Taking Bush's Words Seriously
Former president George W. Bush insisted that his controversial plans for an anti-missile base in Poland and radar deployment in the Czech Republic weren't intended to protect Europe from Russia -- but from Iran.
Bush's real motives were more complex. He had long had an obsession with missile defense. Twenty five years after Ronald Reagan proposed what became known as the "Star Wars" program, Bush clearly wanted to make it a key part of his legacy. And his proposed Eastern European emplacements were an overt act of provocation against the Russians.
Now President Obama appears to be taking Bush's ostensible rationale to its logical conclusion.
Michael A. Fletcher writes in The Washington Post: "President Obama has sent a letter to his Russian counterpart that raises the prospect of the United States halting development of its missile defense program in Eastern Europe if Russia helps resolve the threat posed by Iran's nuclear program, senior administration officials said last night....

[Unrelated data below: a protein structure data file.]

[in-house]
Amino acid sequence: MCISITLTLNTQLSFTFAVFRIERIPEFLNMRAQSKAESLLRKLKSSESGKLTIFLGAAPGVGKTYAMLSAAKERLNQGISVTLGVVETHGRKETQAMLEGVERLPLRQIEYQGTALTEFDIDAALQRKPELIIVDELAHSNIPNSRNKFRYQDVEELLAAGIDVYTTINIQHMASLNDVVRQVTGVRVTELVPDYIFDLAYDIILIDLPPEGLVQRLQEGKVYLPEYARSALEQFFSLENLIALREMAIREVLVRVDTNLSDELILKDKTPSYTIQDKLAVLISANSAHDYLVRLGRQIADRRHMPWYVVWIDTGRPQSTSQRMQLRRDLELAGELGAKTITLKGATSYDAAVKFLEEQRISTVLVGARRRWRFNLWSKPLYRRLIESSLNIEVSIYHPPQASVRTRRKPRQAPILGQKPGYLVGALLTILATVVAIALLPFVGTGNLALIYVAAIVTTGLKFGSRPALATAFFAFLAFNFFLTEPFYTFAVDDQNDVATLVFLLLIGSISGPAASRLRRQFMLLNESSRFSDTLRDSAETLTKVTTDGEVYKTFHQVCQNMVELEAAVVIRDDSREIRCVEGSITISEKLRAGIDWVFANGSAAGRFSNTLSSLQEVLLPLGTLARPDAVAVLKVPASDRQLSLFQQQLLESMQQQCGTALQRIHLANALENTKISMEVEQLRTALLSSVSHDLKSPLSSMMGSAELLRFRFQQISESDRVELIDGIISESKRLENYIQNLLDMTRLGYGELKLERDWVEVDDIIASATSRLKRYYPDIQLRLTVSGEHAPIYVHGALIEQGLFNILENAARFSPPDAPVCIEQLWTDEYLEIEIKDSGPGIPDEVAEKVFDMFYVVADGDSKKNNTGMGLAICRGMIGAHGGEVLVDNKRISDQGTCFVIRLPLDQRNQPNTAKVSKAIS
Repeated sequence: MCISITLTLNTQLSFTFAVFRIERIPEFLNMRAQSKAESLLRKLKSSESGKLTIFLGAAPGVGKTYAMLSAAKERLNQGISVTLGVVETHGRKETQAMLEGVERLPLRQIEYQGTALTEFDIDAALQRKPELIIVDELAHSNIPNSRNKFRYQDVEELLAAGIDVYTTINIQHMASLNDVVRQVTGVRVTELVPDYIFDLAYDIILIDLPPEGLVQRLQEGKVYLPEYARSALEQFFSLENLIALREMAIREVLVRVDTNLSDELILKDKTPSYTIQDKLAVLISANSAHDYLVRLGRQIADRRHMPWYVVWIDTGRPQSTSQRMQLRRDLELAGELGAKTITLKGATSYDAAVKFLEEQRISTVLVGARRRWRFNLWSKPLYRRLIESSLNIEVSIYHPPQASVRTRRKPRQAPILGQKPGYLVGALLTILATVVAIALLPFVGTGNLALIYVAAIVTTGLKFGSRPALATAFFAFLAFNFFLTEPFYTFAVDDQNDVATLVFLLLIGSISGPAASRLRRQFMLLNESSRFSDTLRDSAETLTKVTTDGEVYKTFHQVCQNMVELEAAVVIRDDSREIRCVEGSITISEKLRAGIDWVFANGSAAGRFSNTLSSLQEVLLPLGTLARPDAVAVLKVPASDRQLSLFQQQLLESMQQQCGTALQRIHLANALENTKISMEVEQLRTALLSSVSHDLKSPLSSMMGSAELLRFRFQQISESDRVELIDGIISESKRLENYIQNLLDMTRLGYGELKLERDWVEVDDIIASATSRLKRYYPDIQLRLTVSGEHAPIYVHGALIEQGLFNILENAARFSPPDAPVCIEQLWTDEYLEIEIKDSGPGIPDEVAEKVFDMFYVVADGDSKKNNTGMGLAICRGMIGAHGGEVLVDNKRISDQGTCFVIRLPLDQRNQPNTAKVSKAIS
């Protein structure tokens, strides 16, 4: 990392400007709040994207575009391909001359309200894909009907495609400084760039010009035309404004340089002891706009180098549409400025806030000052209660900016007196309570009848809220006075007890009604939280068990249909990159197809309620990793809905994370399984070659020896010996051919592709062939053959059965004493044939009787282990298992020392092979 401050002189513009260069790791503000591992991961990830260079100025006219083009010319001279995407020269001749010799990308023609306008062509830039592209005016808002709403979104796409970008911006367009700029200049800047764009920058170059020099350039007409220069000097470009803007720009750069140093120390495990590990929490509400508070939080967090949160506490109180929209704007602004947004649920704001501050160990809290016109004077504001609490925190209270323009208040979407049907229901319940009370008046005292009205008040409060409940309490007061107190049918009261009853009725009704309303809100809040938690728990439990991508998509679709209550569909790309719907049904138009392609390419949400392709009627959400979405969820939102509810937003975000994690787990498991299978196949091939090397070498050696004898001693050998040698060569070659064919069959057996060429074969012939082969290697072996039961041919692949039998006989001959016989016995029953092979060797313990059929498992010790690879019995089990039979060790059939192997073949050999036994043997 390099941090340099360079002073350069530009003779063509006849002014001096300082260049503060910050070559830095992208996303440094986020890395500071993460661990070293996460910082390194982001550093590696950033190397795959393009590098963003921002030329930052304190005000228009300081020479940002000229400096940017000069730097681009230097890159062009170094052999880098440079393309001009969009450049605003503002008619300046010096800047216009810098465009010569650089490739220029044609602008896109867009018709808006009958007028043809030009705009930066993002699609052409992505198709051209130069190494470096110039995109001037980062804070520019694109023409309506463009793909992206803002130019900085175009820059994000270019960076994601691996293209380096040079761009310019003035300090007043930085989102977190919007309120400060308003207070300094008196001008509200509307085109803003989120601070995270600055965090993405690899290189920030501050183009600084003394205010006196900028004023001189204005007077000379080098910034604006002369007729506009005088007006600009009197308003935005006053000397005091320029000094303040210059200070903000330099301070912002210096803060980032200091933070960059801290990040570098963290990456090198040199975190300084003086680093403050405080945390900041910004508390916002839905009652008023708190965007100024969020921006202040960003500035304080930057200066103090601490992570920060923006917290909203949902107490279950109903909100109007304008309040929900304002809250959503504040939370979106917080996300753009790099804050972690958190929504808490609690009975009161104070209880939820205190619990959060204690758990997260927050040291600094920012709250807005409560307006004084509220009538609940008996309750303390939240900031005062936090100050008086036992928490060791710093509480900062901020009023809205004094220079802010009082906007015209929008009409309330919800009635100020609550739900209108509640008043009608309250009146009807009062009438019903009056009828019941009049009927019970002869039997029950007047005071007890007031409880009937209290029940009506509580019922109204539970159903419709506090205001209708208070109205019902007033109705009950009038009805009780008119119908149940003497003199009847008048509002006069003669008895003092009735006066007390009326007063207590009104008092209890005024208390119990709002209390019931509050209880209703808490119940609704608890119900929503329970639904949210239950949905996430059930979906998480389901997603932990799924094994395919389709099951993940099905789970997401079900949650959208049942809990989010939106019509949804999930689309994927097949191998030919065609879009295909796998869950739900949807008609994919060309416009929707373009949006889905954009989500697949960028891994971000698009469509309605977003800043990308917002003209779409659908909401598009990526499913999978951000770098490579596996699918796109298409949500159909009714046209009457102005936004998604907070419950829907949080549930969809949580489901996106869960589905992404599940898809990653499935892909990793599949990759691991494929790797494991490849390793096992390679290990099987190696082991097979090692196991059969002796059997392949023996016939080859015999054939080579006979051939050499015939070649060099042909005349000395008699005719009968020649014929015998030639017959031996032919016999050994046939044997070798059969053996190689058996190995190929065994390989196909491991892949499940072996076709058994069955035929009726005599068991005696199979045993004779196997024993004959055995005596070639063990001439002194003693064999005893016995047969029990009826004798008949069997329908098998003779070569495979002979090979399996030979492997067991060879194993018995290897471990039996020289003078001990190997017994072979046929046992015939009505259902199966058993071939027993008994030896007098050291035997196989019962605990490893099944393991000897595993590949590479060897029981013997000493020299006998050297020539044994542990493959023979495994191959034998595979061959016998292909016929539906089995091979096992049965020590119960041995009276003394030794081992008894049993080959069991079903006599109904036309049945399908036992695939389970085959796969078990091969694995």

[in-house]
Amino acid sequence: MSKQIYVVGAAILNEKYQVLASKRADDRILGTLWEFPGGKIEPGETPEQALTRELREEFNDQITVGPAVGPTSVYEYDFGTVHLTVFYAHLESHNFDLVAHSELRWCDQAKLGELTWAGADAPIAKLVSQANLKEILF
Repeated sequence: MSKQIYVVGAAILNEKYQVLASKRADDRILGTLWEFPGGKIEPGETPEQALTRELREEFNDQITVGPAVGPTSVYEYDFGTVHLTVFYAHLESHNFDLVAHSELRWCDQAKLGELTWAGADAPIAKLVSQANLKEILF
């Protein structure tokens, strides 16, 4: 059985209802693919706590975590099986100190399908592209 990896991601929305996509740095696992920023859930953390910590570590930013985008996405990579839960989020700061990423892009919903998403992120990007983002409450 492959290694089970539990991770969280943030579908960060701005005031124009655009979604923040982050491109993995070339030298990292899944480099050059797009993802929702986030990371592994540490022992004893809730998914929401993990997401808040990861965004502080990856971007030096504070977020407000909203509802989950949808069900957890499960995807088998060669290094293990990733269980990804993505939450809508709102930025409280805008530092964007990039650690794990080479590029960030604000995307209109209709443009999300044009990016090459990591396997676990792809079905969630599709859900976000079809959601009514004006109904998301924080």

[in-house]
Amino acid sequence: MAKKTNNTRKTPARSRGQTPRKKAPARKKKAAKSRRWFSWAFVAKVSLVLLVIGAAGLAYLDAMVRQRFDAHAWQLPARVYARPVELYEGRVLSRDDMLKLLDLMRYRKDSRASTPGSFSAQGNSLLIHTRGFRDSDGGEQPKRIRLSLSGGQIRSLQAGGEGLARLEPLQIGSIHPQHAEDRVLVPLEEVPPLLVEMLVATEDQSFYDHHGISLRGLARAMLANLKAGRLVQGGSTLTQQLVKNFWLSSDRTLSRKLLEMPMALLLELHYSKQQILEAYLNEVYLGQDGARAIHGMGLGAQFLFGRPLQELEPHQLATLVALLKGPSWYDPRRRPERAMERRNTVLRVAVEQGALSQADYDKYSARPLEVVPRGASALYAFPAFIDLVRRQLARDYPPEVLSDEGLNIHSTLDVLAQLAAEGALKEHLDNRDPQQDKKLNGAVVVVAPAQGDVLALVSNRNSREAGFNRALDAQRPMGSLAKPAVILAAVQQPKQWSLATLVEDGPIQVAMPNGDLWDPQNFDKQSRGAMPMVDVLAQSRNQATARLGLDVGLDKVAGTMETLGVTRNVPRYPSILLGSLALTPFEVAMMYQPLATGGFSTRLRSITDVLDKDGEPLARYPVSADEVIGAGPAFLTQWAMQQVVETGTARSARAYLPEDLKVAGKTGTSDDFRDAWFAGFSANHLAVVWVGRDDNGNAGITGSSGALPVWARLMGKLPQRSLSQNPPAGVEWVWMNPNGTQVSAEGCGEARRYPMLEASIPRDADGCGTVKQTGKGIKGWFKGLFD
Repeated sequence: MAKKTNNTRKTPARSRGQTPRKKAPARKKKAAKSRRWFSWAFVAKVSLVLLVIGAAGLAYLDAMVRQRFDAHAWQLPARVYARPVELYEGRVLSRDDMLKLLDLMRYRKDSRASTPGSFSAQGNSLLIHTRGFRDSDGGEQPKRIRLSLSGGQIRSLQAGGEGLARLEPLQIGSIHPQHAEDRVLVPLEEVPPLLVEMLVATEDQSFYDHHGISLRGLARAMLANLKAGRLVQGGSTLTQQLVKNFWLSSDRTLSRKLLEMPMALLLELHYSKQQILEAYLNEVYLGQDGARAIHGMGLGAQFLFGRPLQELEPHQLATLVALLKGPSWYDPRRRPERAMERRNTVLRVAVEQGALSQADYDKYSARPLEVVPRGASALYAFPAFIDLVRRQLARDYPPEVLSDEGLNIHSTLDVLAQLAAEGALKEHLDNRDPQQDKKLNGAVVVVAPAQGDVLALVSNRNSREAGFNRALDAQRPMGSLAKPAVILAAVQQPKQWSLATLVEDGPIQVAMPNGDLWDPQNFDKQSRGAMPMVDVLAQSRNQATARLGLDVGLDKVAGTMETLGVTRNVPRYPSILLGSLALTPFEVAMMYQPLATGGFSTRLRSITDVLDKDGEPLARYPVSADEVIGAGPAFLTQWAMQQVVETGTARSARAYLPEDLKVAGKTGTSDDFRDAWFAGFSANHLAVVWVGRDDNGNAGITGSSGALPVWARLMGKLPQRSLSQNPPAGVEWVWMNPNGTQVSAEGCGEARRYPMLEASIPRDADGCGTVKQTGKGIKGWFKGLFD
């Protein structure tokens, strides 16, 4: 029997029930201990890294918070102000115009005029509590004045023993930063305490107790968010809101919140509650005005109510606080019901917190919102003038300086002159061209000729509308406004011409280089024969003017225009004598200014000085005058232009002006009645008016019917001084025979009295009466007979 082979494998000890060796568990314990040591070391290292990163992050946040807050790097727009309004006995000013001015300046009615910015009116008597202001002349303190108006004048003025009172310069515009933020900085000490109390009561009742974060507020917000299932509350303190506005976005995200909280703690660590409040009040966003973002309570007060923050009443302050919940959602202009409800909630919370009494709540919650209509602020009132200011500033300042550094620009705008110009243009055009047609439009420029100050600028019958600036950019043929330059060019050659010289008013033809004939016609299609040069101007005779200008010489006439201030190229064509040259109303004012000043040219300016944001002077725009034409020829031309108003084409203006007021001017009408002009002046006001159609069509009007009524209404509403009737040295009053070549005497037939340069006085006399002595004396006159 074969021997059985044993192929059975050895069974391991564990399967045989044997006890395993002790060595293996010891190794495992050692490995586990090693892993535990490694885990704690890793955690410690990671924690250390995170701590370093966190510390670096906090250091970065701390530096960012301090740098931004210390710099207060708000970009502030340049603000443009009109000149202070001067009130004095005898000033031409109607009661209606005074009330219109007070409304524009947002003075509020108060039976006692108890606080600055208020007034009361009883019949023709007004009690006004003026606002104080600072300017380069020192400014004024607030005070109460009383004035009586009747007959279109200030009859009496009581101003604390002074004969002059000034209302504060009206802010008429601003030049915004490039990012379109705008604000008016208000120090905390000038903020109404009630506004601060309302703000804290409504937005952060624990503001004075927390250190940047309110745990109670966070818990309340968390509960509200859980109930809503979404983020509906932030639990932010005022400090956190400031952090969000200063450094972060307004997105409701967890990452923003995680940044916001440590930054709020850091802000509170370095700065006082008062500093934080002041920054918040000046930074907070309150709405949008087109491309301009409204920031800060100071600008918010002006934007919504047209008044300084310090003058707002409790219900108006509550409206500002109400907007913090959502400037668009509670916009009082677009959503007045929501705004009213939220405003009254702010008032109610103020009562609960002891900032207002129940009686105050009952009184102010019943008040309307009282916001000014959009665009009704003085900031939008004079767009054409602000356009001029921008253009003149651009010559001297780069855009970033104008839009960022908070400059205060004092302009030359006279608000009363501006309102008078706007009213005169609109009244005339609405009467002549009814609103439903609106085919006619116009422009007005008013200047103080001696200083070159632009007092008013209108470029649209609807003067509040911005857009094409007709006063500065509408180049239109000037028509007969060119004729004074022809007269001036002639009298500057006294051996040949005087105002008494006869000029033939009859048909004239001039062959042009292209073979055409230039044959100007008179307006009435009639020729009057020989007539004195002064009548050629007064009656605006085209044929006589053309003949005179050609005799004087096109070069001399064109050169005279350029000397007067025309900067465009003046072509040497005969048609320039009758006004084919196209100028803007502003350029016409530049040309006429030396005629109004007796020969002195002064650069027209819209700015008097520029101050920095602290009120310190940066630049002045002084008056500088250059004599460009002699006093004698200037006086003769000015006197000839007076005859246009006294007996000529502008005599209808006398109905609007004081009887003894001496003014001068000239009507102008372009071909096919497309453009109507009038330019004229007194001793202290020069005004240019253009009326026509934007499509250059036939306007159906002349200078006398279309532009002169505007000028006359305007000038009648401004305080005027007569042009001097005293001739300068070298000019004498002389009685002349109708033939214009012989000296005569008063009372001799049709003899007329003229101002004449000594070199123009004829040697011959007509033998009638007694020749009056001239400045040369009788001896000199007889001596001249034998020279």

"Russia has cooperated with Tehran on a range of issues and has often resisted Washington's tough stance toward Iran, which insists that its nuclear program is aimed at developing only cheap energy, not weapons....
"Administration officials said Russia has not responded to the letter on missile defense, details of which were first reported yesterday by the Russian newspaper Kommersant."
Peter Baker writes in the New York Times: "Mr. Obama’s letter, sent in response to one he received from Mr. Medvedev shortly after Mr. Obama’s inauguration, is part of an effort to 'press the reset button' on Russian-American relations, as Vice President Joseph R. Biden Jr. put it last month, officials in Washington said. Among other things, the letter discussed talks to extend a strategic arms treaty expiring this year and cooperation in opening supply routes to Afghanistan."
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